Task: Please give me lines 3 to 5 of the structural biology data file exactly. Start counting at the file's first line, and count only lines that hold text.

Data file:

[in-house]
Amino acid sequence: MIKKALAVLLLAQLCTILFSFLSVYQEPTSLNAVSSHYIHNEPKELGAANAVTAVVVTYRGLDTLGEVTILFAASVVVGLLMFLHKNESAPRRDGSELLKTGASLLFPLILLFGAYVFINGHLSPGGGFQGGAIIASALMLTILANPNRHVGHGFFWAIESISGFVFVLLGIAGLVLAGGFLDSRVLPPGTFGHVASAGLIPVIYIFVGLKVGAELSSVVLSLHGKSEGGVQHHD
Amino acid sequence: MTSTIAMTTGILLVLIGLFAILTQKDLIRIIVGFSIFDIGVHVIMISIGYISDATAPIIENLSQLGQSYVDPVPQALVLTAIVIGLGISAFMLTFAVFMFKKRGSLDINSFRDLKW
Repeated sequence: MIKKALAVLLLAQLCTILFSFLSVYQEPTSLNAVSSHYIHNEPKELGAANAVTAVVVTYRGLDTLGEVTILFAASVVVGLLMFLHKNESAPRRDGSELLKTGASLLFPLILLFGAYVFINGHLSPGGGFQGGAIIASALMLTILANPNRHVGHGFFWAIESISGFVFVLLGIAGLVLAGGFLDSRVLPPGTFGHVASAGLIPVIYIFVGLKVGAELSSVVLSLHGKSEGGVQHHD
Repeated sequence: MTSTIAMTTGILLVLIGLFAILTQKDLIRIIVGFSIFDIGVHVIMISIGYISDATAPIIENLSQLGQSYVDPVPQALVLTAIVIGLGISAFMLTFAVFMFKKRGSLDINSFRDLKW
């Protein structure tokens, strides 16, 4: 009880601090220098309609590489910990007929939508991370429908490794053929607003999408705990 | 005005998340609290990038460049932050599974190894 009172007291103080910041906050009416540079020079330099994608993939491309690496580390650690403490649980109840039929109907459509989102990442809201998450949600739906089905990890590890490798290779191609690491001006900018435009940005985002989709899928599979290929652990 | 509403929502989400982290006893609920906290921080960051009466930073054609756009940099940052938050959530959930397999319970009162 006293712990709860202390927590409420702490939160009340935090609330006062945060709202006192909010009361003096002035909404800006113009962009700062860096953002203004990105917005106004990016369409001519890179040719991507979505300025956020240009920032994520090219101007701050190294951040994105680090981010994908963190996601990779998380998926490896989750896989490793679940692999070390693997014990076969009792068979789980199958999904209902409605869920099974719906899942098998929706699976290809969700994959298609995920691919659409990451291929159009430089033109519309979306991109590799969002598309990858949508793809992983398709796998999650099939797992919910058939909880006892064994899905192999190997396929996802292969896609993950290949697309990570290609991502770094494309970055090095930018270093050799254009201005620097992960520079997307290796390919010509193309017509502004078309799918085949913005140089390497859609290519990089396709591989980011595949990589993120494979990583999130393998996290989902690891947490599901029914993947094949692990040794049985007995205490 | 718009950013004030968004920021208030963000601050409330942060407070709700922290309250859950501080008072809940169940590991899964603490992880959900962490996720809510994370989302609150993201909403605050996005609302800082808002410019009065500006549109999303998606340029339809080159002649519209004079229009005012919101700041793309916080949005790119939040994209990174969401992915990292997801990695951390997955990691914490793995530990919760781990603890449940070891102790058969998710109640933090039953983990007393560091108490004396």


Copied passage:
Amino acid sequence: MTSTIAMTTGILLVLIGLFAILTQKDLIRIIVGFSIFDIGVHVIMISIGYISDATAPIIENLSQLGQSYVDPVPQALVLTAIVIGLGISAFMLTFAVFMFKKRGSLDINSFRDLKW
Repeated sequence: MIKKALAVLLLAQLCTILFSFLSVYQEPTSLNAVSSHYIHNEPKELGAANAVTAVVVTYRGLDTLGEVTILFAASVVVGLLMFLHKNESAPRRDGSELLKTGASLLFPLILLFGAYVFINGHLSPGGGFQGGAIIASALMLTILANPNRHVGHGFFWAIESISGFVFVLLGIAGLVLAGGFLDSRVLPPGTFGHVASAGLIPVIYIFVGLKVGAELSSVVLSLHGKSEGGVQHHD
Repeated sequence: MTSTIAMTTGILLVLIGLFAILTQKDLIRIIVGFSIFDIGVHVIMISIGYISDATAPIIENLSQLGQSYVDPVPQALVLTAIVIGLGISAFMLTFAVFMFKKRGSLDINSFRDLKW